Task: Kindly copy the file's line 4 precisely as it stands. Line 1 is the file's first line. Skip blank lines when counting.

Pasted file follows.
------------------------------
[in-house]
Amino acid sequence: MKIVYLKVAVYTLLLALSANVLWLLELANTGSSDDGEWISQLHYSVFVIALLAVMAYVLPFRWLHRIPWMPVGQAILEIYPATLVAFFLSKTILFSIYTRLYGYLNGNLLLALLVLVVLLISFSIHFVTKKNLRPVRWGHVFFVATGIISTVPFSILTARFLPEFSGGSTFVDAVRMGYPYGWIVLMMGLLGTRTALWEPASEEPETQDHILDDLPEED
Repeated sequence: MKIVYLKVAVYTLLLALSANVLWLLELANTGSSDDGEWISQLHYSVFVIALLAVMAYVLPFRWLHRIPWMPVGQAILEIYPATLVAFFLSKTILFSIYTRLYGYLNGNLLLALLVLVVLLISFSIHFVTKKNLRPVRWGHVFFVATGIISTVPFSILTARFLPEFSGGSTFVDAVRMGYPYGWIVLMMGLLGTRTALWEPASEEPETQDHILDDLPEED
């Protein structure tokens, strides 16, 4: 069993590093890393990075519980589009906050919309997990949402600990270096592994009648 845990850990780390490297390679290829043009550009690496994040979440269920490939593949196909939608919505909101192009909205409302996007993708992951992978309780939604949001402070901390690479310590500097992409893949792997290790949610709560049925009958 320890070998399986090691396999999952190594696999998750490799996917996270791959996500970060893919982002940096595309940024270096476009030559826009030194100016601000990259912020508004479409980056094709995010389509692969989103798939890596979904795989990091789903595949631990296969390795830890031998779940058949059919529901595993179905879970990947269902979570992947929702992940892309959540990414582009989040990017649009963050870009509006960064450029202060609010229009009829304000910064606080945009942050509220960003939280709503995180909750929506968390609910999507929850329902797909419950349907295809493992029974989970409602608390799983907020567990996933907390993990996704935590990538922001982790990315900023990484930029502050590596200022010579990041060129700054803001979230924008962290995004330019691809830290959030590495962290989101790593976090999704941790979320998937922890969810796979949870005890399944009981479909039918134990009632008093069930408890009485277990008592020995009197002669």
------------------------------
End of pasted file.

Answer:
């Protein structure tokens, strides 16, 4: 069993590093890393990075519980589009906050919309997990949402600990270096592994009648 845990850990780390490297390679290829043009550009690496994040979440269920490939593949196909939608919505909101192009909205409302996007993708992951992978309780939604949001402070901390690479310590500097992409893949792997290790949610709560049925009958 320890070998399986090691396999999952190594696999998750490799996917996270791959996500970060893919982002940096595309940024270096476009030559826009030194100016601000990259912020508004479409980056094709995010389509692969989103798939890596979904795989990091789903595949631990296969390795830890031998779940058949059919529901595993179905879970990947269902979570992947929702992940892309959540990414582009989040990017649009963050870009509006960064450029202060609010229009009829304000910064606080945009942050509220960003939280709503995180909750929506968390609910999507929850329902797909419950349907295809493992029974989970409602608390799983907020567990996933907390993990996704935590990538922001982790990315900023990484930029502050590596200022010579990041060129700054803001979230924008962290995004330019691809830290959030590495962290989101790593976090999704941790979320998937922890969810796979949870005890399944009981479909039918134990009632008093069930408890009485277990008592020995009197002669």